Question 1: Rook Jumping Maze
Starting at the circled square in the upper-left corner, find a path to the goal square marked “G”. From each numbered square, one may move that exact number of squares horizontally or vertically in a straight line. The actions are Up, Down, Left, and Right. One cannot jump off the grid. Moving does not wrap from one side of the grid to another.
For example, the starting state in the upper left corner has two successor states: three down and three to the right. The solution to this maze requires 13 jumps: D, R, L, U, D, L, R, U, L, L, R, D, U
1.a. (1 pt) What is the average branching factor for the maze above? _________________
1.b. (1 pt) Suppose one wanted to solve the problem of moving from the Goals (G) to the start (the circled cell). Instead of a successor function, one needs a predecessor function. Give a sentence or two that describes how to compute all the predecessors for any given state s:
1.c. (1 pt) What is the branching factor with this predecessor function for the example maze above? ________________
1.d. (1 pt) Is it better to run the search forward (from start state to goal state) or to run the search backward (from goal state to start state)? Why or why not?
Question 2. Consider the following grid world. The agent can move up, down, left, and right. There is a cost of 1 for every action. The agent starts in the designated cell and must reach the cell marked “goal”. It is a terminal state and also has a reward value of 100.
2.a. (1 pt) If the transition function is deterministic, one would use A* with a heuristic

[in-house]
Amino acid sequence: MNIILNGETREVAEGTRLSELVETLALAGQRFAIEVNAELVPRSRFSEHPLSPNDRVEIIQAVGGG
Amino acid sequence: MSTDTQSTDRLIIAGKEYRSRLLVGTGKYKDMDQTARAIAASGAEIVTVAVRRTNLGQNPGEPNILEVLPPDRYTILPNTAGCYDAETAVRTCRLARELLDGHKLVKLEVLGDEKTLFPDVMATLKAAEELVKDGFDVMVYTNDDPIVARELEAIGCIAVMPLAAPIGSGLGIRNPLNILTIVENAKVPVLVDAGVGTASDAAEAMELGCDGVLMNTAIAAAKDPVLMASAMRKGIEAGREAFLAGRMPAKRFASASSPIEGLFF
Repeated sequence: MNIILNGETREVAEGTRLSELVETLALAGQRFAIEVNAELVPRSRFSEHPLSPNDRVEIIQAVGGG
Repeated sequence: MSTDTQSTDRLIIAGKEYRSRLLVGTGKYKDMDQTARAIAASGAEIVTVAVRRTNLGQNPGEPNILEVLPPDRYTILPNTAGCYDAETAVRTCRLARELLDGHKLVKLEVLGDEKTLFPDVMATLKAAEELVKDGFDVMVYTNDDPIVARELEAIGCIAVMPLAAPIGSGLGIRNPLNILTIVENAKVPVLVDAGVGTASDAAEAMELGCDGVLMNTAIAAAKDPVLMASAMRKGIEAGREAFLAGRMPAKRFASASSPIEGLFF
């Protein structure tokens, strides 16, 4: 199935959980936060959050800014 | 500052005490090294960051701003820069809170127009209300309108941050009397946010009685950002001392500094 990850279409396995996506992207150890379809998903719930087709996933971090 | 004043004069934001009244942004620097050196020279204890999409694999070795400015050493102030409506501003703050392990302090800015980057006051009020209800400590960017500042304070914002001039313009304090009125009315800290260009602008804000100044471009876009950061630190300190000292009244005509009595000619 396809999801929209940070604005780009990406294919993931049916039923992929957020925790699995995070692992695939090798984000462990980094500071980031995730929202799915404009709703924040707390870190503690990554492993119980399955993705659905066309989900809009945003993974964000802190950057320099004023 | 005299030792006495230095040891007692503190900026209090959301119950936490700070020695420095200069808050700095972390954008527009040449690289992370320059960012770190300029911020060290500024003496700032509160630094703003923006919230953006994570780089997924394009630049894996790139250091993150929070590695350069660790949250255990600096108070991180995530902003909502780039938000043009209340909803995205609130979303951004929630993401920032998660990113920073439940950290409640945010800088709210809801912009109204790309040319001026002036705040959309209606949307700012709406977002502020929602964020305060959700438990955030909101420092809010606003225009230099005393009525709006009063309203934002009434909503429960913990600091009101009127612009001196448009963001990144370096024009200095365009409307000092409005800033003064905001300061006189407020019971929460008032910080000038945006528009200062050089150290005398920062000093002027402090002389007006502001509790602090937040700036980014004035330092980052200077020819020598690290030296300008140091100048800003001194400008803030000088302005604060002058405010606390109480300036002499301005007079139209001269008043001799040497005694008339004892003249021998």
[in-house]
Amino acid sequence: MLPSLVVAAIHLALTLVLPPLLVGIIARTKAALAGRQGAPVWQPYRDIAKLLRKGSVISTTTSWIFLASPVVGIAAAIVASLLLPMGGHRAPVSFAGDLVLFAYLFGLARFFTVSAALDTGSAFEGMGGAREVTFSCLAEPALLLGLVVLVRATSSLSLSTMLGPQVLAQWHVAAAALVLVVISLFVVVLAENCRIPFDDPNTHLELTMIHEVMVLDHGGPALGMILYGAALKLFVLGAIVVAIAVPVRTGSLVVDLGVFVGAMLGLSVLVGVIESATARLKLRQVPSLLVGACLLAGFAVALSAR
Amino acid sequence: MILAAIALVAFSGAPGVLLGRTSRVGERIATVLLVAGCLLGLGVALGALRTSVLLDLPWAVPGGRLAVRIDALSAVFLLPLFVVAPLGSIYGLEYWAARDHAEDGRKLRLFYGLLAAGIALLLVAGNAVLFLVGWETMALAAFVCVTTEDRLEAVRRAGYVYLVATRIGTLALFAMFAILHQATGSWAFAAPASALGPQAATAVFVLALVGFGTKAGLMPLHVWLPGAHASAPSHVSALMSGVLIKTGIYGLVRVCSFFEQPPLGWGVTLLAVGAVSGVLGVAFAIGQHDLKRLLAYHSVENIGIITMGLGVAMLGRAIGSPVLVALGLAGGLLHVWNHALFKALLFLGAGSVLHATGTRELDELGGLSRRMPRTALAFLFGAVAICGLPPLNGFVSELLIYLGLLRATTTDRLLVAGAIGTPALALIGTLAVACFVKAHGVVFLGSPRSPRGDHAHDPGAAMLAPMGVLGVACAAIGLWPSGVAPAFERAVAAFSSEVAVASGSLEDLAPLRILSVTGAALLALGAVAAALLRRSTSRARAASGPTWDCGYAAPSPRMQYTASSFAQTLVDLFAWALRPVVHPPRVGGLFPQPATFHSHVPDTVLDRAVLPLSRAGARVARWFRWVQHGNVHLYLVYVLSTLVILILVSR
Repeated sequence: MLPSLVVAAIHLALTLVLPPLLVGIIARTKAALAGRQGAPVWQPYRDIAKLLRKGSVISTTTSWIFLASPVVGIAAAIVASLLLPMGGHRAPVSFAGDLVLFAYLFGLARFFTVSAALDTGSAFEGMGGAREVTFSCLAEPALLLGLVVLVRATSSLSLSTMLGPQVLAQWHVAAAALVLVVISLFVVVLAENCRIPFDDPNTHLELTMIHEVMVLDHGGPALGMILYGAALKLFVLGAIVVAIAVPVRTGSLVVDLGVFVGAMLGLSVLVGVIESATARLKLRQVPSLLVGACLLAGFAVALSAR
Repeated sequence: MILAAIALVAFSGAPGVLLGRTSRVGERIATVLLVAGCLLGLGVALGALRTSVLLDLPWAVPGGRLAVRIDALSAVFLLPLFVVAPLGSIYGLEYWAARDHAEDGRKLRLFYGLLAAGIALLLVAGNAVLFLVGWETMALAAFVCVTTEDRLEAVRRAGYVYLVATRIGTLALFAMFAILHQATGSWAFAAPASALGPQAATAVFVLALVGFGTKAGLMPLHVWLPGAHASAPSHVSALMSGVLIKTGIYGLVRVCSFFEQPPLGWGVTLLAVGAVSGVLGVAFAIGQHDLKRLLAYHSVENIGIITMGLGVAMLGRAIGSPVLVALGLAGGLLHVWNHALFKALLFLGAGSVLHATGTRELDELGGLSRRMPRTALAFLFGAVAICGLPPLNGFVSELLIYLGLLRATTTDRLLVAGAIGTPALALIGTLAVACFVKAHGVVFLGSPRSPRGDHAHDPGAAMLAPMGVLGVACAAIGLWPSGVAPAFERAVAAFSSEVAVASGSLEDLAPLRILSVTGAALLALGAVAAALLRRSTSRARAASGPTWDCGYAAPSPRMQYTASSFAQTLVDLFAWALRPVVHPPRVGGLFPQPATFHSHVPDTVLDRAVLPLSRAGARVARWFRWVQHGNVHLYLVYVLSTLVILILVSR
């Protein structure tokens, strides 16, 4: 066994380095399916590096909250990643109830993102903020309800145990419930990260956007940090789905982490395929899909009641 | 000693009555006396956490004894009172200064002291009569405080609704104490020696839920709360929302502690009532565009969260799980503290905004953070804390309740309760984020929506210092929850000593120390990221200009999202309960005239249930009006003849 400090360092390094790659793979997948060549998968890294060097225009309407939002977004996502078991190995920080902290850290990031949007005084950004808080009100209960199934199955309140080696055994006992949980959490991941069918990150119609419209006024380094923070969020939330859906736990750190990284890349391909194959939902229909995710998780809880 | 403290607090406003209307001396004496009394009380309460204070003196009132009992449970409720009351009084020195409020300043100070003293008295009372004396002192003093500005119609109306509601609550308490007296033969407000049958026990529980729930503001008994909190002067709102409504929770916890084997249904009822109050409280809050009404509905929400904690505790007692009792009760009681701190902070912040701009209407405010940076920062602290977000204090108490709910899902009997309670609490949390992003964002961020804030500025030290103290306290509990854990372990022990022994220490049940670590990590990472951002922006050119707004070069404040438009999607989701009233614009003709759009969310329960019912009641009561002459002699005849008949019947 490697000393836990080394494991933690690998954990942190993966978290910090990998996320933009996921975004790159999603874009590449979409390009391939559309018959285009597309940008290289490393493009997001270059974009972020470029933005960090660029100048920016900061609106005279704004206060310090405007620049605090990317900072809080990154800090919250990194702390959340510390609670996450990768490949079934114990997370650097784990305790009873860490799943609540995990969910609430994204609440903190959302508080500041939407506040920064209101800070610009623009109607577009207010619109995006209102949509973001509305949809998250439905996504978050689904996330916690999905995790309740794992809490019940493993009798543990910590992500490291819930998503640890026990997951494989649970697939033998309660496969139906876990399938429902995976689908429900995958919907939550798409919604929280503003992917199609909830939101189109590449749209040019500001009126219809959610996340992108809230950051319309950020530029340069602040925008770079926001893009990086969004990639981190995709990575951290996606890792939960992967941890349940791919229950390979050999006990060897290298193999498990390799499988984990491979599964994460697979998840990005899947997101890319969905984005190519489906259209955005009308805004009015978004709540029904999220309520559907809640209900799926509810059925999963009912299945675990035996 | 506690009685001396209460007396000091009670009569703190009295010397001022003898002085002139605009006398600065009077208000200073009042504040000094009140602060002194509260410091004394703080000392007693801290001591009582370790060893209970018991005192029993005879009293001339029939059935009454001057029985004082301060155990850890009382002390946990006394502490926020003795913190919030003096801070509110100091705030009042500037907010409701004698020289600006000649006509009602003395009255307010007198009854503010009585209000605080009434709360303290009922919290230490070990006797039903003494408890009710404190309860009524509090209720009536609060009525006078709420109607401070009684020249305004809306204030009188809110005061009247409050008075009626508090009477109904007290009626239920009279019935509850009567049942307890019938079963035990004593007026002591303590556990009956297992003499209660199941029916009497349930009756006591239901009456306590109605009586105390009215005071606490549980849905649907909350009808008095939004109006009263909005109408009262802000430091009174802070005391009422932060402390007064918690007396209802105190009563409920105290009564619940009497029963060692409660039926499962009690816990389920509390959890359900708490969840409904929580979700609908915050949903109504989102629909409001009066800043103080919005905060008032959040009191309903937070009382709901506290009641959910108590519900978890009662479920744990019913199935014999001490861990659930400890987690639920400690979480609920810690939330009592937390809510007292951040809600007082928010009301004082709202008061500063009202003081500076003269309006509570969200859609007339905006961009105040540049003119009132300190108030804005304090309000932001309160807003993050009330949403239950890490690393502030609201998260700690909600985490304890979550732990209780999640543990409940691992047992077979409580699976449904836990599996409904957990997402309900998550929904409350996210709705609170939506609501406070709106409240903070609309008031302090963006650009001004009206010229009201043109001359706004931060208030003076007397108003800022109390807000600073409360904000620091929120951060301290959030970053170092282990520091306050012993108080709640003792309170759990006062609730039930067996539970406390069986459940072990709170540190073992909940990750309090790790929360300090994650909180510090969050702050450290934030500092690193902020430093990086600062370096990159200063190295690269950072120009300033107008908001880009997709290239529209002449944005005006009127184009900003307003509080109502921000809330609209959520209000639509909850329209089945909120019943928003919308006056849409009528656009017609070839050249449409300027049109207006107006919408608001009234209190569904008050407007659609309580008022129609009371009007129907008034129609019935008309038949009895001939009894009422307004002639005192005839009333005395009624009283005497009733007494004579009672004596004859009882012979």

h(state) = manhattan_distance(state, goal). What is the length of the optimal path from the start to the goal?
2.b. (1 pt) How many states must be visited? Hint: the maximum f-value of any state that can be part of the solution path is 18.
2.c. (2 pts) Suppose we didn’t have the transition function and used Q-learning instead. We refer to the fact that there is only a single state, the “goal”, that provides a reward as a “sparse” reward function. With an empty Q-table and with most states returning zero reward, it can take quite a while for the agent to find the goal randomly and to start propagating q-values to neighboring states. If we had a “dense” reward function, then every state would provide a reward and the agent would learn much faster. A perfect dense reward function would be one in which each state gave out reward proportional to its true utility (i.e. imagine we had a transition function and used value iteration until convergence then copied the utility values into the reward function).
Given that we cannot create a perfect dense reward function, perhaps we can compute in O(n) time (where n is the number of states) a dense reward function that approximates the true utility values for each state. Describe in a few sentences how to compute such a reward function.
Hint: think about how you design admissible heuristics for A* by relaxing the problem and using the actual cost of the relaxed problem as the heuristic cost of a state in the full problem. This is how one gets the Manhattan distance heuristic or the straight-line distance heuristic, for example.
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